Affective objectives are designed to change an individual's attitude, choices, and relationships.
Krathwohl and Bloom created a taxonomy for the affective domain that lists levels of commitment (indicating affect) from lowest to highest.
The levels are described as follows:
|Receiving||Being aware of or attending to something in the environment.||Individual reads a book passage about civil rights.|
|Responding||Showing some new behaviors as a result of experience.||Individual answers questions about the civil rights book, reads another book by the same author, another book about civil rights, etc.|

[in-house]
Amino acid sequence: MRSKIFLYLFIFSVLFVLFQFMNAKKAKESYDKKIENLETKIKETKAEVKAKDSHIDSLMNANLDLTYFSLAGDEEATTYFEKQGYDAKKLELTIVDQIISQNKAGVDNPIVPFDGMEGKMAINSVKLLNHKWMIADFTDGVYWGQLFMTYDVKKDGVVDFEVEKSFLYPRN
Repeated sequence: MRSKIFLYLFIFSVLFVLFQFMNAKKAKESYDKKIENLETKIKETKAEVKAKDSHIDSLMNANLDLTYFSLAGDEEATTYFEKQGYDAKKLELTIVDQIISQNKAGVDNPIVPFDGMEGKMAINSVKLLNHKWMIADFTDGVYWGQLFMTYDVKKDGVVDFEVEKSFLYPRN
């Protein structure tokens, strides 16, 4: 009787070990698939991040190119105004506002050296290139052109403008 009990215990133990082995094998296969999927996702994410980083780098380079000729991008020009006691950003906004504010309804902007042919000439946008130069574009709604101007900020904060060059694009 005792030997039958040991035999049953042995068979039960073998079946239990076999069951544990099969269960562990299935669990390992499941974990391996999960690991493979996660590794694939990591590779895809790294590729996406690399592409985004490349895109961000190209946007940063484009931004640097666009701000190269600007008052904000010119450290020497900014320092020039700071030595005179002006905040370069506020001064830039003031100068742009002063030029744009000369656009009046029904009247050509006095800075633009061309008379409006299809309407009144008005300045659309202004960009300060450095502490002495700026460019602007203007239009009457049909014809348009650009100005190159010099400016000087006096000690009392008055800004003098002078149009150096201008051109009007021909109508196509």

|Valuing||Showing some definite involvement or commitment.||The individual demonstrates this by voluntarily attending a lecture on civil rights.|
|Organization||Integrating a new value into one's general set of values, giving it some ranking among one's general priorities.||The individual arranges a civil rights rally.|
|Characterization by Value||Acting consistently with the new value.||The individual is firmly committed to the value, perhaps becoming a civil rights leader.|
Here are key verbs for each level you can use when writing affective objectives: